By Cher Guevara, Contributing Writer
In the cult classic, Pink Flamingos, drag legend Divine famously said “Filth is my politics, filth is my life!” Indianapolis trans folk singer Bette Combs seems to take that lesson to heart in her debut album Cheat Days. Recorded in a raw lo-fi style, Bette blazes through track after track of primal anger and personal liberation.
After a strange and noisy intro where Bette says that anybody is welcome to this album, no matter how many dicks they have and that despite government warnings, you can in fact eat trash, the album gets properly rolling with “Pariah”, an upbeat number where Bette offers no apologizes for her outsider status and revels in being a rebel.
Those rebellious colors are flying high with “Drunk Drivin’”, a gross decadent salute to a life chemically inebriated. Bette sings of telling her boss to fuck off and hitting the road with her crew, fueled by grass and booze. It’s a jaunty swinging number that sounds like raw honky-tonk. You can almost hear the crowd cheering along in some dingy bar as Bette sings “Yeah we’re free out here on the open road, no master’s gotta throw a dog a bone!”
The album takes a darker turn with the bluesy funeral dirge of “Deadname” where Bette tells the sad story of people calling her by her old name. But it’s not sad in the way you might be thinking: Bette turns her guns on the person calling the name, telling them how pathetic it is that they can’t see the beautiful person she has become. It’s less a fuck you and more along the lines of “Open your eyes and see something beautiful, instead of seeing what you want me to be.”
“The Separation of Identity and Politics” could very well be Bette’s musical manifesto, a call to arms for those who don’t fit in anywhere and have no desire to do so. Bette rejects those who fetishize her, those who think she should make a certain stand or write about certain things just because she’s queer, and those who judge her for past fuck-ups. She sings her stirring refrain “We are the new underground…we’ll make mistakes, embrace our differences and mend our different visions” for all who embrace true individuality. I found this cut particularly refreshing as a call of resistance in an LGBT movement that’s become increasingly mainstreamed and mono-cultured.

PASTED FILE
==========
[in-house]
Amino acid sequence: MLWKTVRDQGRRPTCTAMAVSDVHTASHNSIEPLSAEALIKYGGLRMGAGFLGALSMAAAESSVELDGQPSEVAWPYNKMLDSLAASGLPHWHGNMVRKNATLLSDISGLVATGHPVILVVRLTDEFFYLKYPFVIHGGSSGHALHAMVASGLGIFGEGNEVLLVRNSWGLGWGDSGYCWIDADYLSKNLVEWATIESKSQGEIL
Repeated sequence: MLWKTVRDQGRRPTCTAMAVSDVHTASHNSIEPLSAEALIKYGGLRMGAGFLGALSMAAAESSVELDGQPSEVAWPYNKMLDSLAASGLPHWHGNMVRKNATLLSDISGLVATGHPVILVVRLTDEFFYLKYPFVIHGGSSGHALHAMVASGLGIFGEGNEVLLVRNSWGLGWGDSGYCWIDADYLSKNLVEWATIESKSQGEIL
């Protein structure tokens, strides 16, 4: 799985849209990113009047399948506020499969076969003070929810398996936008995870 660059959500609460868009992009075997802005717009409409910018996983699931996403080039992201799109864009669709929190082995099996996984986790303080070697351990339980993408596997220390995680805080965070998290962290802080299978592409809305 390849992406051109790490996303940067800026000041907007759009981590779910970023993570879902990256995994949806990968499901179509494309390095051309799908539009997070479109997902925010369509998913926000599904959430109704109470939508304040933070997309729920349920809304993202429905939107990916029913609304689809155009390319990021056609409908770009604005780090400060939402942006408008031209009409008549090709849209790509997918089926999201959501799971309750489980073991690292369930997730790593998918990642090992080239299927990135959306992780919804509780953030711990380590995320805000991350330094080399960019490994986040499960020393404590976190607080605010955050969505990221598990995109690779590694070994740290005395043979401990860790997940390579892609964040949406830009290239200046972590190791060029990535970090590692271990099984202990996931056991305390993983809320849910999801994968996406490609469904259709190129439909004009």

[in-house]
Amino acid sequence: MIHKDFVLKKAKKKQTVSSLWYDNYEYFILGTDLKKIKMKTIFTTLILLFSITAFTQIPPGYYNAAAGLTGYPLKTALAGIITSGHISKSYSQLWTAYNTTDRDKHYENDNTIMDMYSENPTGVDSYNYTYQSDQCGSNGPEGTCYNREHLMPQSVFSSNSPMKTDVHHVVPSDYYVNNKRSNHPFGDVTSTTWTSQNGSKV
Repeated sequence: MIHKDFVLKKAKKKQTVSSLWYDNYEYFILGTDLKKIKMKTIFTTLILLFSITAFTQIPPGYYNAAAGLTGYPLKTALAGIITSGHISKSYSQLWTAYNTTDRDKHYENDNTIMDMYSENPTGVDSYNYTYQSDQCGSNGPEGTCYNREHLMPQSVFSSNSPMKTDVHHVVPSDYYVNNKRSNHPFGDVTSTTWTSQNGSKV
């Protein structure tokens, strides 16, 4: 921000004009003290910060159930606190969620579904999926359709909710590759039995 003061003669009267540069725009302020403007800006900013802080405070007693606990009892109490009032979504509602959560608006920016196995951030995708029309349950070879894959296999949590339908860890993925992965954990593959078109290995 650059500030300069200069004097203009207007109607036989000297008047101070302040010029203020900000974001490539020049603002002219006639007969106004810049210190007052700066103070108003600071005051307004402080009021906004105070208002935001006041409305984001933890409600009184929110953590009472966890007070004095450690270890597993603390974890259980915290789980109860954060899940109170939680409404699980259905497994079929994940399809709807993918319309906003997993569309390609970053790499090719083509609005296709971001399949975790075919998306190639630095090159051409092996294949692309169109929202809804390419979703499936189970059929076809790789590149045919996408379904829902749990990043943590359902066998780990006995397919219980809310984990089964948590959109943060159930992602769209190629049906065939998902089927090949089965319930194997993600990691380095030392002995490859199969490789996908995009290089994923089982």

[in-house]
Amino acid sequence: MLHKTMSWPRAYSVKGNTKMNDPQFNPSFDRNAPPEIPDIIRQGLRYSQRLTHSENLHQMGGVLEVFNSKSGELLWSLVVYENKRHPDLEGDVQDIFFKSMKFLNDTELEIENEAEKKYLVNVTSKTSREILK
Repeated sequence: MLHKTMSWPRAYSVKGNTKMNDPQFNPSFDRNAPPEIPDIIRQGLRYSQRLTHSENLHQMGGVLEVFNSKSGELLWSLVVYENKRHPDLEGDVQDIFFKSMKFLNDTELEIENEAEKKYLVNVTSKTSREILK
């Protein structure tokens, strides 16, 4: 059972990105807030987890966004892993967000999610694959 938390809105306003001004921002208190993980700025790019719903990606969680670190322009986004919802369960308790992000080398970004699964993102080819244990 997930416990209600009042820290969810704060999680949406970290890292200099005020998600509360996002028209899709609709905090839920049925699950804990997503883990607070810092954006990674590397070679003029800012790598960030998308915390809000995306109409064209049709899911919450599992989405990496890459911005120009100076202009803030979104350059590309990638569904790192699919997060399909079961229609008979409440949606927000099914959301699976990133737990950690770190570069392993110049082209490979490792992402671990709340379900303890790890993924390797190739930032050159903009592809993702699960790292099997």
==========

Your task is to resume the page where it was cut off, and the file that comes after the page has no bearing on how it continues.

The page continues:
Bette’s strange side comes out with “Honesty”, where her voice groans and moans over a mix of acoustic folk riffs and strange feedback noises. This is the most experimental cut on the album and even through her slurring vocals, you get a deep glimpse into what lies underneath her trash hippie veneer.
Closing with “Decomposed”, Bette offers a glimmer of hope even as it seems the world is crashing and burning around all of us. Rather than calling for more violence and bloodshed, Bette sings to us “Try, try, try, just give it a try” as she offers her love and support to any who want it. And with the lines towards to the end of the song “Dead body in the ground will make the flowers bloom, let go of everything you hated and become something new”, what better optimism could be offered in these troubled times?
Bette may well be the avant-garde of the new queer country underground; in thirteen tracks she showcased her rebelliousness, her optimism, and yes, her love. This album was recorded in what sounds like an ultra-lo-fi style; just Bette, her guitar, and an old tape recorder. With queer music sounding more and more polished and photo-copied, such a raw, honest voice is a glimmer of hope for the outsiders in the community.
If you want to try something new, I can’t recommend this album enough, with its primitive punk rock production style and gritty folk sound, Cheat Days may well be in the running for Best Debut Album of 2020. And if you live in or near Indianapolis, chances are good you’ll find Bette at some coffeehouse or run down nightclub strumming her guitar and singing her rough gemstone poetry for the people.